I have been asked by a student organization at GMU to talk to them about what it takes for Millennials to be successful in today’s business climate, and specifically what college graduates can do to prepare for their transition from student life to the professional world. In preparation to the presentation, I am collecting short responses of what qualities, skills and behaviors leaders and managers in successful companies are looking for in the next generation that is entering the work force and for any new hire for that matter.
Here is your chance to contribute to the discussion:
What would be your advice for soon-to-graduate students?
What would they need to bring to the table to be successful in your organization?
Are you seeing a pattern in the younger generation of potential employees that is noteworthy?
What behavior to you wish to see more of? Less of?
I am looking forward to hopefully seeing a lively discussion in response to this request and I will share my keynote talk with all contributors upon delivery.
See other comments HERE
** NEW THIS FALL **
Here are some Core Business Questions for you to think about:
- How many conversations occur at your organization that are only needed because a previous conversation did not produce the intended results?
- What would change for your organization if you could eliminate or even just cut in half all those corrective and unproductive conversations and get the desired results after the initial, intentional and thoughtful conversation?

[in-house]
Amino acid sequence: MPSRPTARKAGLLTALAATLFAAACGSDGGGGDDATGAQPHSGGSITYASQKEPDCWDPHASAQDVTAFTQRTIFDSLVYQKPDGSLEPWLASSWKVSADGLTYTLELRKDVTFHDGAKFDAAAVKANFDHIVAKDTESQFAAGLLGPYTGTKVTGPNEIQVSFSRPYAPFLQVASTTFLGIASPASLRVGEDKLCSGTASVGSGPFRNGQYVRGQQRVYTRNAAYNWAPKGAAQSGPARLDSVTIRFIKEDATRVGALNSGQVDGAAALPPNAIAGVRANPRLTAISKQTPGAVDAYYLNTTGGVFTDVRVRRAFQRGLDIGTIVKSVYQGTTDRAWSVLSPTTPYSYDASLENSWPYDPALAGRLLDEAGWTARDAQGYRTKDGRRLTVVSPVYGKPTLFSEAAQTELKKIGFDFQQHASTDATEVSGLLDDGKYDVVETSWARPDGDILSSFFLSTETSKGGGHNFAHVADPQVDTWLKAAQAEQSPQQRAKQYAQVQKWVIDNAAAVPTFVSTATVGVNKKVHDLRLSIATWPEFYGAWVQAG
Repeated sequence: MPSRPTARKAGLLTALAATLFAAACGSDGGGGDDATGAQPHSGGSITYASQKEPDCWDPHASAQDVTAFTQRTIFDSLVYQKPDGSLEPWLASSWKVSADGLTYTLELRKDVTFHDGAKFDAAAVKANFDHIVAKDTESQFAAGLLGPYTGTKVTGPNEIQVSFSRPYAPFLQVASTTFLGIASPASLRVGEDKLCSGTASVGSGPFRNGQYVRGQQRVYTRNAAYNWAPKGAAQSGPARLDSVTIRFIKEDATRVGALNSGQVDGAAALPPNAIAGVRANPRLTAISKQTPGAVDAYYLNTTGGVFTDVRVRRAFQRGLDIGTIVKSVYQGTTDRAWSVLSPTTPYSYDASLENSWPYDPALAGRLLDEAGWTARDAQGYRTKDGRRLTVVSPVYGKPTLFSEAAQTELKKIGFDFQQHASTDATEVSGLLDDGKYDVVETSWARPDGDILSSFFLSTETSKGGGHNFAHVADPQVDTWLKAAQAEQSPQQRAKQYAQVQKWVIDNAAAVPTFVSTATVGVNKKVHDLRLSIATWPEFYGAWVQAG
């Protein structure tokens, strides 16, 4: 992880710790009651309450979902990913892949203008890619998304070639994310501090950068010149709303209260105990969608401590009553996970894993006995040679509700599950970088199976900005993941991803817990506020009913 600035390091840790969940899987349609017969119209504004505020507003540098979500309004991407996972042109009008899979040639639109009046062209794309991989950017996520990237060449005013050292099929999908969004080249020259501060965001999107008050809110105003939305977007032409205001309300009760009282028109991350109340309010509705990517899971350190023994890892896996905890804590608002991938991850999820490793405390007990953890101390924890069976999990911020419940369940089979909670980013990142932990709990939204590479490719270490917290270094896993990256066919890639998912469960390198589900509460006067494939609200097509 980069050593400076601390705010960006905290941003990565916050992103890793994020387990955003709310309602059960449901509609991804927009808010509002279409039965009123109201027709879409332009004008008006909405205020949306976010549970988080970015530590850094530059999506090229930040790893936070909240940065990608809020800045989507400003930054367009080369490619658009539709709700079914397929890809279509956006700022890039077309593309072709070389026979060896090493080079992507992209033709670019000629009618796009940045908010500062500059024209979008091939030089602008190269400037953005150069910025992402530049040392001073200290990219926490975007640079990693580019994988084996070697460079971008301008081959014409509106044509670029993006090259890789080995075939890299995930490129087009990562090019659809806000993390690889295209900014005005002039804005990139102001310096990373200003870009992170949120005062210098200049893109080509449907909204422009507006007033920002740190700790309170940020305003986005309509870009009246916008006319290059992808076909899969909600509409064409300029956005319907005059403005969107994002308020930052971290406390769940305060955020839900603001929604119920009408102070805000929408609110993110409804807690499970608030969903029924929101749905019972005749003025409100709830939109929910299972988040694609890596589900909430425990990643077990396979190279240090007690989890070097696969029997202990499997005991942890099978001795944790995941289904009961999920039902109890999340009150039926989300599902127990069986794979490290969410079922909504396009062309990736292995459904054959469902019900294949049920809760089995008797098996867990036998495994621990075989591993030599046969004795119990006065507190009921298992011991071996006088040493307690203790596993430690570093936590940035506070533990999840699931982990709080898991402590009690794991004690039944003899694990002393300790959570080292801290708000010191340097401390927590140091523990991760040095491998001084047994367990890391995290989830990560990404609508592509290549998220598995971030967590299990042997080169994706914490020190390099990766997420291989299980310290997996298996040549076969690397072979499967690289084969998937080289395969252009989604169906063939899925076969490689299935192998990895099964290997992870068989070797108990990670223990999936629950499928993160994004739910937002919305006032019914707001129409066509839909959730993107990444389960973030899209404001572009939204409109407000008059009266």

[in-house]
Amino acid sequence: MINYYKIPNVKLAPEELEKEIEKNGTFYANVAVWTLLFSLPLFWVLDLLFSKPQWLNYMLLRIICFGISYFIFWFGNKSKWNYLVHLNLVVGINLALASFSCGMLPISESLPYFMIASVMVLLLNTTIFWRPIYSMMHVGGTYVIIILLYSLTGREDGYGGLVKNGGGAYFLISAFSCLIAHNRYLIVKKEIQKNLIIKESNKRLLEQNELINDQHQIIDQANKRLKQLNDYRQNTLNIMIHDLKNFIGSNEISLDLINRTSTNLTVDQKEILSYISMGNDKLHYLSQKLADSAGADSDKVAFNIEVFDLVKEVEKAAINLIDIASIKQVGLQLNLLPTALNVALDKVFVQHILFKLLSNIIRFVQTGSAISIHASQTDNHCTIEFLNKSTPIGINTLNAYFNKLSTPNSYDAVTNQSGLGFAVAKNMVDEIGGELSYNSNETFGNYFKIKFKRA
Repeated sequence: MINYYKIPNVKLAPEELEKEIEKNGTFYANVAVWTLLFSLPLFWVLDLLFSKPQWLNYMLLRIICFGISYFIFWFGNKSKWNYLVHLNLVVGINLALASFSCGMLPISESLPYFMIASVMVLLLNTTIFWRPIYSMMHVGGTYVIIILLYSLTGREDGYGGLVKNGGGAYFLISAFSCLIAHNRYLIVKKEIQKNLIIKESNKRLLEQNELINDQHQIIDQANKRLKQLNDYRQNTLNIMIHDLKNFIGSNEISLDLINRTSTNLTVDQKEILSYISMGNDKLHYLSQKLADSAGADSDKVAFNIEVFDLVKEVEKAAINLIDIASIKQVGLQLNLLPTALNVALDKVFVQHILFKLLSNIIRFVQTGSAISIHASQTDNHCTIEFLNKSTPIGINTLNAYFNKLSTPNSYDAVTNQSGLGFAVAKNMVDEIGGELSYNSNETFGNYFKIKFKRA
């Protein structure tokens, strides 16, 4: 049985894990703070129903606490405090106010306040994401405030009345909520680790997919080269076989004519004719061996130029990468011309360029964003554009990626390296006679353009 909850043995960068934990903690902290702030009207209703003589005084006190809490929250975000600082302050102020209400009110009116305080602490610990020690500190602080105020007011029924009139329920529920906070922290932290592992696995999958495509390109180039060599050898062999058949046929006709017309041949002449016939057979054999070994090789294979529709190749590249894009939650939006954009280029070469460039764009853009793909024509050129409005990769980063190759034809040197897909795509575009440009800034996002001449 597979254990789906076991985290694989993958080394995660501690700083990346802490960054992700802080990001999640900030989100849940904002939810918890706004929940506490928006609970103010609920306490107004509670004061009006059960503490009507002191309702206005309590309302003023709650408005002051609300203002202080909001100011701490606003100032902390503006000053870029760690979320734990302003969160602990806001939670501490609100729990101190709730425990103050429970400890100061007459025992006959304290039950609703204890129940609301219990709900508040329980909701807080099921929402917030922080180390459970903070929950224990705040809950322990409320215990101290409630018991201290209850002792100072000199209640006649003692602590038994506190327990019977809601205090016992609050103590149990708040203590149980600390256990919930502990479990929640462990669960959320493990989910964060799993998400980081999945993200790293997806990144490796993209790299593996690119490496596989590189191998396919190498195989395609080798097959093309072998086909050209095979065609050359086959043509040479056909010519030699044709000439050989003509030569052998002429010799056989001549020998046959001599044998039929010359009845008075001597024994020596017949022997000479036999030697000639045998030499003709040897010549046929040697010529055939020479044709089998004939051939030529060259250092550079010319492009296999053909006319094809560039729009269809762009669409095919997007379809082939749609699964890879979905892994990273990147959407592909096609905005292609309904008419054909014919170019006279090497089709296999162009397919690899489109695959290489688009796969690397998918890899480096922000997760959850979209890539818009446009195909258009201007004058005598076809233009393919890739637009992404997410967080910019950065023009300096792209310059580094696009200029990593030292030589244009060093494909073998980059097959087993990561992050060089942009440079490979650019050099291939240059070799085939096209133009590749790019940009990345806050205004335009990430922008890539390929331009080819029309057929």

- How much time and money do you think could be saved by creating an active, collaborative and consistent Culture of Accountability?
This spring a colleague and I put together our first open-enrollment leadership development cohort program that addresses these essential questions. In June we celebrated the first group’s graduation and received rave reviews! The participants grew exponentially, shifted their perspectives, took courageous steps and transformed their leadership skills from project management and delegation to powerfully leading complex initiatives. I feel deeply grateful for the privilege of having been part of their journey and for seeing them take flight! We now offer Cohort #2 with some tweaks and improvements. Program details can be found here: SOAR FAll 2016 Flyer.
Non-profit, public service and small business rates available upon request.
- Module 1: September 23, 2016 – IQ vs. EQ – Why Self-Awareness Matters
- Module 2: October 21, 2016 – Engaging & Managing Coaching People to Optimal Performance
- Module 3: November 18, 2016 – How to Create a Culture of Trust, Collaboration, and Accountability
- Module 4: December 16, 2016 – Declaring the Future We Want
This program provides a significant boost to professional development and offers valuable tools to create a healthy work-life integration resulting in clear communication, collaborative relationships, optimized effectiveness and a happier work/home life. I would be excited to have you be part of a very unique and high-caliber group of emerging and seasoned leaders!
Event details: HERE